One of the most powerful ways to use speed ratings is in combination with class ratings. A horse’s past class and speed ratings can be compared against the current race to see how well it is likely to perform. This can be especially helpful when a horse is moving up or down in class or shipping to different tracks. This chart shows how a horse’s last raw speed rating at a low-class Fair Track compares to the current race.


Speed Ratings are a simple but powerful way to analyze a horse’s performance in a race. They are based on a calculation of the actual finishing time without having to take into account the track size, type or condition at the time of the race. The higher the speed rating the better, with the top horses often achieving in the 100s.

When used in conjunction with class ratings they become even more powerful and are extremely helpful in handicapping. They can help you determine if a horse is likely to be competitive in races of different classes or on tracks that they have never run on before.

The following example shows a horse’s raw speed ratings in its last four races. You can see that it has improved dramatically in each race, but is not quite there yet when it comes to the highest raw speed rating. This should be a good sign that it will improve further.


Speed ratings allow us to analyze a horse’s performance simply and easily, without having to worry about things like what size track it ran on, what the track condition was, or how far it raced. When combined with class ratings, they become extremely powerful tools in handicapping.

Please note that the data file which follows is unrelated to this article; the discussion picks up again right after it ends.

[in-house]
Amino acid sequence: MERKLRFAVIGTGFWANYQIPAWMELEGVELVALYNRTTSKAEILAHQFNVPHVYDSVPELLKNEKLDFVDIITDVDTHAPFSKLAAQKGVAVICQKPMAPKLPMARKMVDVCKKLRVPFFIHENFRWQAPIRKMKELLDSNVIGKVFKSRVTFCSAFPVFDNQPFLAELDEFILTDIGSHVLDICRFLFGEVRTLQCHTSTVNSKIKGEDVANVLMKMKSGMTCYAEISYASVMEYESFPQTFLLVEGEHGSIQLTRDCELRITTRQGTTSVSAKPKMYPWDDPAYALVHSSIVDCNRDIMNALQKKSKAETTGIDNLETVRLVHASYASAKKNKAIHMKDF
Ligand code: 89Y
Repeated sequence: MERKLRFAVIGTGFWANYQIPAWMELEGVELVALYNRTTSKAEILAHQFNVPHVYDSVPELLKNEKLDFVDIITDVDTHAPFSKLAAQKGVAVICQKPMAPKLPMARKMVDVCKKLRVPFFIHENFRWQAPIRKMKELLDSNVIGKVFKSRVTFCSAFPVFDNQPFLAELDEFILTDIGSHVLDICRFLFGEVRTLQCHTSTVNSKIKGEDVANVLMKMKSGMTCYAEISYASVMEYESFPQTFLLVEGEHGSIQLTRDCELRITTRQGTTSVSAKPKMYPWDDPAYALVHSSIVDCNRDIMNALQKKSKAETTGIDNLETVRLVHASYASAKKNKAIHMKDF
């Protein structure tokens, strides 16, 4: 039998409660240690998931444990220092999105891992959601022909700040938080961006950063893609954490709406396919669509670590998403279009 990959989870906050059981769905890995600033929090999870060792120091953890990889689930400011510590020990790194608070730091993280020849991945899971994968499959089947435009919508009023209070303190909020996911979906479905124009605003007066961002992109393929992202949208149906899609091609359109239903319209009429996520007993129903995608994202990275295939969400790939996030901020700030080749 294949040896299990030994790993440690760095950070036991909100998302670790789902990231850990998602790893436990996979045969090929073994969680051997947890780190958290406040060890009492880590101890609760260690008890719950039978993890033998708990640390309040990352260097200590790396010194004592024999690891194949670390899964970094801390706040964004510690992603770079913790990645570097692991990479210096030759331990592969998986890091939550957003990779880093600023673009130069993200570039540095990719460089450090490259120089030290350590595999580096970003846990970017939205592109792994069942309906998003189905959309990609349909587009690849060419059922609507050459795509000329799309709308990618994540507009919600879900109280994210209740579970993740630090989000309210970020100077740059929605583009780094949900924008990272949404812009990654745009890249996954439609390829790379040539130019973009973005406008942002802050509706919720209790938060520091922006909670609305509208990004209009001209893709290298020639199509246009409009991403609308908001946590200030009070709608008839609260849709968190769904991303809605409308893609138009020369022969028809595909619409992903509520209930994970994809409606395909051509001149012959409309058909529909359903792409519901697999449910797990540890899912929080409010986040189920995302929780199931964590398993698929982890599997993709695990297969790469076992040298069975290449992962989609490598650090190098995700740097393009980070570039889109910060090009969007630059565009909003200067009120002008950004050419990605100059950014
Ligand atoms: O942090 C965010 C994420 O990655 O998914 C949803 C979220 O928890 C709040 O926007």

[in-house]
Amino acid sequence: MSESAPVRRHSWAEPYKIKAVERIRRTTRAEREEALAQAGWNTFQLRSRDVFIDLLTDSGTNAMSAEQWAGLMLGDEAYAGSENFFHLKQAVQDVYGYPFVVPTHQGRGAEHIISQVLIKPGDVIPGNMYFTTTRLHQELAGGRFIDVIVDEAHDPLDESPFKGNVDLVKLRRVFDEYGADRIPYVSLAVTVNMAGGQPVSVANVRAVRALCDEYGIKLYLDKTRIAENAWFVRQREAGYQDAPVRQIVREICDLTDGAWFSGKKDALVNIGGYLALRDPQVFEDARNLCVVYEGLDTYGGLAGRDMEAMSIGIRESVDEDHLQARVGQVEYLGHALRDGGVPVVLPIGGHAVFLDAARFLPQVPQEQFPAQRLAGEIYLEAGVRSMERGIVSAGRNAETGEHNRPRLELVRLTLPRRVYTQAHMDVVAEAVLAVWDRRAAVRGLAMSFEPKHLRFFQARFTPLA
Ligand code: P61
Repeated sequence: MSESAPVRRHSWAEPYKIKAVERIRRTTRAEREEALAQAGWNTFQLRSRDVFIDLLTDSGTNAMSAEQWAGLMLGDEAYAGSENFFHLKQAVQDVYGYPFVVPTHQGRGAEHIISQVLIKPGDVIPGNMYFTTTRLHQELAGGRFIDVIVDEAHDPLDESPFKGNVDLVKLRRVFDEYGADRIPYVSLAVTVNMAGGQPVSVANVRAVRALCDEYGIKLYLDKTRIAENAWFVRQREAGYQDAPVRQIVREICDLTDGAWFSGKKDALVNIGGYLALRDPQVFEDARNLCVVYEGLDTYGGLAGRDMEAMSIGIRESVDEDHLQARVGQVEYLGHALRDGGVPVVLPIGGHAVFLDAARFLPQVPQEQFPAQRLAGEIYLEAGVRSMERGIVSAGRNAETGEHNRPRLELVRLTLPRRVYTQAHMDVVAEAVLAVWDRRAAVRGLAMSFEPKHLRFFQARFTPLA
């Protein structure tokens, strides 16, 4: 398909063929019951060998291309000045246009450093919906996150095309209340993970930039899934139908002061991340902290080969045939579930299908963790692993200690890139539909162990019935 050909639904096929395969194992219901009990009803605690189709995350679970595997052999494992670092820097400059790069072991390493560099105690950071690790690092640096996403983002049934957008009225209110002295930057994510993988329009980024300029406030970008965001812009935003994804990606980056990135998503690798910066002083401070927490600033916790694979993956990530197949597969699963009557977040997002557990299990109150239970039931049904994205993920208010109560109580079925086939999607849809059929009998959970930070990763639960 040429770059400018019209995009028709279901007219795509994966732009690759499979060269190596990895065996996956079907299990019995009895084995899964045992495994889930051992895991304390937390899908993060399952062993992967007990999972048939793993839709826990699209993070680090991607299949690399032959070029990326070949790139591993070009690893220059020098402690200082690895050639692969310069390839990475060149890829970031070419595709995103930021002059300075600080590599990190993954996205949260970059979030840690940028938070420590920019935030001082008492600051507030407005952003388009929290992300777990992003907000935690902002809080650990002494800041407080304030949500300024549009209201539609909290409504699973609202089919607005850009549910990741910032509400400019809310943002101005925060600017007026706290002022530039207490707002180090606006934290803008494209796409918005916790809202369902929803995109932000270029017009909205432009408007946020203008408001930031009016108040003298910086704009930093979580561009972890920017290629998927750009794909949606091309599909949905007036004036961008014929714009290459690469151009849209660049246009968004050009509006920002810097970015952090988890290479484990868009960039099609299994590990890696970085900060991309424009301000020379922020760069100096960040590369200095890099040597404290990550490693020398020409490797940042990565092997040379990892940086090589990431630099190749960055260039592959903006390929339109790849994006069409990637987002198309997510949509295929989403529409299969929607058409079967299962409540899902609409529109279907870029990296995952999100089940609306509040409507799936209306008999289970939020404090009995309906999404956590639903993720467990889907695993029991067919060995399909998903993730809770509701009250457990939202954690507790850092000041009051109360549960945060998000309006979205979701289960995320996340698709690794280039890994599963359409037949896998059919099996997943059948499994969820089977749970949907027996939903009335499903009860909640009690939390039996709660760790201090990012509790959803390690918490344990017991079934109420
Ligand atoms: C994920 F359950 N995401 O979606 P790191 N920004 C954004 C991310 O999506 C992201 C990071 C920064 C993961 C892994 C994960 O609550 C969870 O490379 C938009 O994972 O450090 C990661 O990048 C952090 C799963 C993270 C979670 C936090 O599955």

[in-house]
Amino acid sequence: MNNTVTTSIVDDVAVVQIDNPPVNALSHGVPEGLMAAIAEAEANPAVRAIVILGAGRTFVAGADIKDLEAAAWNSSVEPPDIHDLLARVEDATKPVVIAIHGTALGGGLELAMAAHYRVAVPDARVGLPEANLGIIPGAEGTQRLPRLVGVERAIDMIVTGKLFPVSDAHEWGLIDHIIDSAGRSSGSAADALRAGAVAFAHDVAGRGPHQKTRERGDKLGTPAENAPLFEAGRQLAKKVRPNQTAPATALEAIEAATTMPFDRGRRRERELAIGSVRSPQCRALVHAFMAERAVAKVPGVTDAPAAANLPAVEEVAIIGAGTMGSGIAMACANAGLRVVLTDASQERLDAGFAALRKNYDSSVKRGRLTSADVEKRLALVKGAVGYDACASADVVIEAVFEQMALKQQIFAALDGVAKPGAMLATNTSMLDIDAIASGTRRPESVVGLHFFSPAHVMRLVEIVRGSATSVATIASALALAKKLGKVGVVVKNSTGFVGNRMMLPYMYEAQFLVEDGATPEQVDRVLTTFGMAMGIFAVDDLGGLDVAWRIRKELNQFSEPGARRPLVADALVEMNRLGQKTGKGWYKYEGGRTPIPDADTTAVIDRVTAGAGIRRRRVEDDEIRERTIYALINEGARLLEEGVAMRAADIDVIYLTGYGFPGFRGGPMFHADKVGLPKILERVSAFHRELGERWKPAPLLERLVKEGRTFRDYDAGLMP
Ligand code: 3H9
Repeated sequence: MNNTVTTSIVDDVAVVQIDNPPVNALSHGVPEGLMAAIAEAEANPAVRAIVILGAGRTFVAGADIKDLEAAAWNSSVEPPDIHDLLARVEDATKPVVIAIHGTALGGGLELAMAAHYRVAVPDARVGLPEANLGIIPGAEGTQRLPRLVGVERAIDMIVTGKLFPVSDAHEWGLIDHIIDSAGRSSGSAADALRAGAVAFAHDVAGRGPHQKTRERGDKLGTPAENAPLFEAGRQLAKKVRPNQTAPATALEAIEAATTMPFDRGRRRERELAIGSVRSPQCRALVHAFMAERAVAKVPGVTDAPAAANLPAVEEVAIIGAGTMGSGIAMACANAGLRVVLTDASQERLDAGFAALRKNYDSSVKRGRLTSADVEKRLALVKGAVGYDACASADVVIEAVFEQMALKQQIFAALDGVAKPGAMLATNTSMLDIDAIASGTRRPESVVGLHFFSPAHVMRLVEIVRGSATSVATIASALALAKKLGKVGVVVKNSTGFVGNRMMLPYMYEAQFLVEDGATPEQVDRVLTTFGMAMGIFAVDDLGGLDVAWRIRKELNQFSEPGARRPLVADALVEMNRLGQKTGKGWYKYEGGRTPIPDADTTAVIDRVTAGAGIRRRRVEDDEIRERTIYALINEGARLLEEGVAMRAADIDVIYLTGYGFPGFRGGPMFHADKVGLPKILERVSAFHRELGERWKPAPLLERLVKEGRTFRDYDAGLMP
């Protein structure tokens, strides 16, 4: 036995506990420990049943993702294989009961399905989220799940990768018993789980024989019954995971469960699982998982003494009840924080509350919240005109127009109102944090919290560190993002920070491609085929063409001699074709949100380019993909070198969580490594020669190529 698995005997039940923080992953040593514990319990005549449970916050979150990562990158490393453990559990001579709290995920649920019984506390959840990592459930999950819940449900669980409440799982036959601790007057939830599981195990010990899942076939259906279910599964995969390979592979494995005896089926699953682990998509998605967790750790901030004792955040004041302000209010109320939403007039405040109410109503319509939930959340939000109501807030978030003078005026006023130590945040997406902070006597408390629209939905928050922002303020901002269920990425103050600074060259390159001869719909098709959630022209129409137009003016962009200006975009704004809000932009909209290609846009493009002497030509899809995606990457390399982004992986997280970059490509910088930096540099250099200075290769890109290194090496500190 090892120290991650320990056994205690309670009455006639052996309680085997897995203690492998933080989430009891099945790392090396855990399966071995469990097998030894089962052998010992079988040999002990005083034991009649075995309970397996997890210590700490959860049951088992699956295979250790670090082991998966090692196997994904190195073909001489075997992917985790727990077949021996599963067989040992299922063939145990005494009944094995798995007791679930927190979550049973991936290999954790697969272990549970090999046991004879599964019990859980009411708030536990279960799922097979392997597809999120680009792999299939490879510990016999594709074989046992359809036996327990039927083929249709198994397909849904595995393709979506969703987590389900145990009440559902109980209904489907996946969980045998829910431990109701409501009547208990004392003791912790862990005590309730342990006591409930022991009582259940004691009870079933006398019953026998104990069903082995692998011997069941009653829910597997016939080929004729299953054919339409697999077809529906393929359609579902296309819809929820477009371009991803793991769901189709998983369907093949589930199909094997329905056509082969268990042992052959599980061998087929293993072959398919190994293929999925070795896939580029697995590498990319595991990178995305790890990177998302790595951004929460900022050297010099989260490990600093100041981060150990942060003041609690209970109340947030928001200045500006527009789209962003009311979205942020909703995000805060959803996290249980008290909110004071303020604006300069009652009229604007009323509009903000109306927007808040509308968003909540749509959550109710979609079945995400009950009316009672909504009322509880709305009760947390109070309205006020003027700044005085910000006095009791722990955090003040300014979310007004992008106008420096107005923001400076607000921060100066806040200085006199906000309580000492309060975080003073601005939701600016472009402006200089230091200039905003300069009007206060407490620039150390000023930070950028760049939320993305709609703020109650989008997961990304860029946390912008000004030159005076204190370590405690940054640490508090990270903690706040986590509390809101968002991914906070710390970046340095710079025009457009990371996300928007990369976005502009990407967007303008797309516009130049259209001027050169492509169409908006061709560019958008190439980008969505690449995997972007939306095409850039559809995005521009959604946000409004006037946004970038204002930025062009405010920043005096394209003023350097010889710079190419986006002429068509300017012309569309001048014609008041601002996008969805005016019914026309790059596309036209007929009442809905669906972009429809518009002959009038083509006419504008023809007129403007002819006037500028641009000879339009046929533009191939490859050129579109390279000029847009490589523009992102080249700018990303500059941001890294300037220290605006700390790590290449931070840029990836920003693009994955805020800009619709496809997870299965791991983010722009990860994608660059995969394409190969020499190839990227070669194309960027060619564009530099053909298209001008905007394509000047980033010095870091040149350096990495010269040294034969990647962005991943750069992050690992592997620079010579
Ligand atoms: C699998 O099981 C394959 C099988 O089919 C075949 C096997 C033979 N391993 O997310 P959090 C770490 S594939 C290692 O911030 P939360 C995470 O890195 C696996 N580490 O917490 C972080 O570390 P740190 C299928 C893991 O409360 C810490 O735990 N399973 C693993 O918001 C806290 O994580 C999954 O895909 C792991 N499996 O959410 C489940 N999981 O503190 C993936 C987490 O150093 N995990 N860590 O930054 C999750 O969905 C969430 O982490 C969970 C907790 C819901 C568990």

For example, let’s take a look at this horse who earned the highest raw Speed Rating in its last three races, but finished 5 3/4 lengths behind the winner of a low class Fair Track race. This doesn’t look good on page one of the Pace Calculator, but if we add the Speed Rating to that pace rating, it becomes much easier to assess the quality of the race.

Adding the speed rating to this horses past pace ratings also produces a graph that allows you to see how the horse has improved or declined over time. In this case, the trend is downward, so some caution is advised.


Attheraces speed ratings are exclusive horse racing speed ratings written by speed expert Lawrence Taylor. These powerful ratings help you handicap races with confidence every day.

These ratings allow you to compare a horses performance at different tracks simply and accurately without having to consider such factors as track size, class, post position, and the conditions of the race track. Ratings are based on a horses actual finishing time and are compared to the average time of all the horses in the race. The higher the number the faster a horse ran.